Once more, knowing human nature, numbers of readers haven’t yet done what was asked above. Scroll back up, or here is the request again below. It would take about a minute, including letting us know that you’ve sent it. It would take less than that if you just put the request into Snopes for their ‘fact check.’
Go to this page:
Ask them to fact check the link below.
Here once more is how that page looks and how our publisher did it this morning, but you can simply put the link in and push submit.
After you submit that link to Snopes if you’d take another 20 seconds, and let us know that you’ve done that via the link below, that would also be great, thank you.
It is worth mentioning that the Open Markets nonprofit, among several others in media, have reported similar concerns about Warren Buffett led Berkshire Hathaway, Clayton Homes, and 21st Mortgage. But those other sources routinely lacked the additional documentation found at our report, linked above and here.
- The Atlantic, without specifying how the monopolization was being accomplished, noted that the independent retailers in manufactured housing were being rapidly eliminated/consolidated, that report is linked here.
- GuruFocus said “Warren Buffett Can’t Escape Unethical Strategic Moats,” their specific points are linked here.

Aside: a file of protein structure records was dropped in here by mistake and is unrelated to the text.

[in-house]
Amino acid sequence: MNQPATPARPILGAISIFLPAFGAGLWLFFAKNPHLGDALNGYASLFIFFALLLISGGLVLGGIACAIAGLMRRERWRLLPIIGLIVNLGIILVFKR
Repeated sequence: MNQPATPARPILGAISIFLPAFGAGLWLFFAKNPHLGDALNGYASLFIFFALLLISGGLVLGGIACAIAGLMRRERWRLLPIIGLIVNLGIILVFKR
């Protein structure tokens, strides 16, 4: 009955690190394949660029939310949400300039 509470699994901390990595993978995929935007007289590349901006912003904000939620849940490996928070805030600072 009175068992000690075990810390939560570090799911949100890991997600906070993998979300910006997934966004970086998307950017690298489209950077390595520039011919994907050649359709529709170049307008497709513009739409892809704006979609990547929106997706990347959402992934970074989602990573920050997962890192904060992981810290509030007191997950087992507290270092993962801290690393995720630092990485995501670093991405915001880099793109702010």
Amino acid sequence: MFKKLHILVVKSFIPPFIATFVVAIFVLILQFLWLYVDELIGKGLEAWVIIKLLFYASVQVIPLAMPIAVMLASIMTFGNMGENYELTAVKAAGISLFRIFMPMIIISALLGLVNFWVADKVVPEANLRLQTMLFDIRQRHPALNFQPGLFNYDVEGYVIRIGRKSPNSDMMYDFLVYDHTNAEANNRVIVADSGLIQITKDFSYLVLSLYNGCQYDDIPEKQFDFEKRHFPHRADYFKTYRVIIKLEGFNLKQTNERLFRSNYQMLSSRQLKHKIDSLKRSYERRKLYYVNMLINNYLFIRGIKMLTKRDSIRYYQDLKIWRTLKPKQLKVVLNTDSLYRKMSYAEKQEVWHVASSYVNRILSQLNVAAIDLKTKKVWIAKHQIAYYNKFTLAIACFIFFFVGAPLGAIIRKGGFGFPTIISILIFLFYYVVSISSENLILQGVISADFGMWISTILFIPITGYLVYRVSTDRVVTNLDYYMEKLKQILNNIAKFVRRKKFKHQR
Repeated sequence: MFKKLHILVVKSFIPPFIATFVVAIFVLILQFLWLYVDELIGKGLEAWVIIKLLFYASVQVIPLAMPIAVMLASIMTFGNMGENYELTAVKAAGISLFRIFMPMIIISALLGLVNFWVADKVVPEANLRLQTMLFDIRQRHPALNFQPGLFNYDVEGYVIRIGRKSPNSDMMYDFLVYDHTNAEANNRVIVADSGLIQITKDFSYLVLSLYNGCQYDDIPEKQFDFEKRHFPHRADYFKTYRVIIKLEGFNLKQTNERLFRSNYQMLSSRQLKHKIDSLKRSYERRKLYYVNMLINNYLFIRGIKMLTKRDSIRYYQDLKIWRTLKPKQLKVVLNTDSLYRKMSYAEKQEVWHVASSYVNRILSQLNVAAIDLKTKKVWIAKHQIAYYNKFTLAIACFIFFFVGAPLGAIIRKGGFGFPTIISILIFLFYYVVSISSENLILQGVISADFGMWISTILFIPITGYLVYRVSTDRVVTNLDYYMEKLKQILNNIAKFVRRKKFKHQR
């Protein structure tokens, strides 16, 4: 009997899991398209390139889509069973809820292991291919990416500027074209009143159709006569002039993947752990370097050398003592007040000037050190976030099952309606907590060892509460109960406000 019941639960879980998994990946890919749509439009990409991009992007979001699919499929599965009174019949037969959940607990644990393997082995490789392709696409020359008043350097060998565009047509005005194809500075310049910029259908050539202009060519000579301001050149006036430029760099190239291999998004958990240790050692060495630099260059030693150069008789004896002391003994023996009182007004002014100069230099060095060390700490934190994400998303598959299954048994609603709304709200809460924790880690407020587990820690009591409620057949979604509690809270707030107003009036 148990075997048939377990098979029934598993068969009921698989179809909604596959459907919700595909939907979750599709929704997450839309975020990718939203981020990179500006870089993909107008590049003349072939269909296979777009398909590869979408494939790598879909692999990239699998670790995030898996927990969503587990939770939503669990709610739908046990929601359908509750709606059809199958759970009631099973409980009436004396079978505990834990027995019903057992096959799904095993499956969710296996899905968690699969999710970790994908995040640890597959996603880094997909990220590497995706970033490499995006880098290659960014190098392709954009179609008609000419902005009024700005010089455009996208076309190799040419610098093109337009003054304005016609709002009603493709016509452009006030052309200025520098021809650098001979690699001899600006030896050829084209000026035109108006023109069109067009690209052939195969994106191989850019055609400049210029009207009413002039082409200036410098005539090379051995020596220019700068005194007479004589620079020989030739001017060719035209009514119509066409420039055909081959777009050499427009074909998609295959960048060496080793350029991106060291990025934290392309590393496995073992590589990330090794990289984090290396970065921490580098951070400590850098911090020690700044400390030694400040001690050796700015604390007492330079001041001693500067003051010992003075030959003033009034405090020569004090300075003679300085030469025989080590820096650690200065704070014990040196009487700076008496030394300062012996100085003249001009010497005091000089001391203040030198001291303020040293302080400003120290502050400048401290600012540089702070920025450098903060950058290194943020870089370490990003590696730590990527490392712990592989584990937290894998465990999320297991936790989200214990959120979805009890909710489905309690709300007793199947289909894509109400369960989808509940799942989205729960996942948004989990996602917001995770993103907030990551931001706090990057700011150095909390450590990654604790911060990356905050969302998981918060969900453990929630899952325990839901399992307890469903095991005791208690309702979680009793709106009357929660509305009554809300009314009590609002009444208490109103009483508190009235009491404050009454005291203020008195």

- The Nation called it “The Dirty Secret Behind Warren Buffett’s Billions…” and specifies Clayton Homes among those using the strategic moat in ‘dirty’ ways.
- The Jacksonville Florida Times Union summarized the connection between the John Oliver viral hit video dubbed “Mobile Homes,” MHI, Clayton Homes, and their related lenders. That op-ed was first fact-checked by an editor, before it was published not only in the one newspaper it was submitted, but at least in 5 Florida newspapers.
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The industry’s been consolidating, while shipments remain at historically low levels. Are those Coincidences? Let’s see if Snopes will dig into it, because the Manufactured Housing Institute, despite their antitrust statement, has reportedly not yet done so.
That’s today’s second look at manufactured home industry “News, Tips, and Views Pros Can Use,” © where “We Provide, You Decide.” © ## (News, analysis, and commentary.)
Submitted by Soheyla Kovach for MHProNews.com.